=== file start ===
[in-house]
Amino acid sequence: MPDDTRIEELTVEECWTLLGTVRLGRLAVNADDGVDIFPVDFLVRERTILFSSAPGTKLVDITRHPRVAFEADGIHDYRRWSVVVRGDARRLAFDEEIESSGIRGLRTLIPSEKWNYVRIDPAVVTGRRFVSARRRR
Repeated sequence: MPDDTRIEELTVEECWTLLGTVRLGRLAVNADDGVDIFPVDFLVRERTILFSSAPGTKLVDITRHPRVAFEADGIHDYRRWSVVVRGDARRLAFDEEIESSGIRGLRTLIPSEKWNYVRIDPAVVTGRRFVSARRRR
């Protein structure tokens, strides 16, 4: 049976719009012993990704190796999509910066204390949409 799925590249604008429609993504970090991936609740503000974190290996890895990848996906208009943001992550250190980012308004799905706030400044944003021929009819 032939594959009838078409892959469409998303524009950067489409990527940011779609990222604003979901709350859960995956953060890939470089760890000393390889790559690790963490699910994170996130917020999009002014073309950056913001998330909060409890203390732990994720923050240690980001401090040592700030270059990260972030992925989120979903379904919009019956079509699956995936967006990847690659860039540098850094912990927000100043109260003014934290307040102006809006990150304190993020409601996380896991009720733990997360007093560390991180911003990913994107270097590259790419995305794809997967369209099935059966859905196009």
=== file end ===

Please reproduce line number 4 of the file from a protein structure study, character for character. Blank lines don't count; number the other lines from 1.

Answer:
């Protein structure tokens, strides 16, 4: 049976719009012993990704190796999509910066204390949409 799925590249604008429609993504970090991936609740503000974190290996890895990848996906208009943001992550250190980012308004799905706030400044944003021929009819 032939594959009838078409892959469409998303524009950067489409990527940011779609990222604003979901709350859960995956953060890939470089760890000393390889790559690790963490699910994170996130917020999009002014073309950056913001998330909060409890203390732990994720923050240690980001401090040592700030270059990260972030992925989120979903379904919009019956079509699956995936967006990847690659860039540098850094912990927000100043109260003014934290307040102006809006990150304190993020409601996380896991009720733990997360007093560390991180911003990913994107270097590259790419995305794809997967369209099935059966859905196009």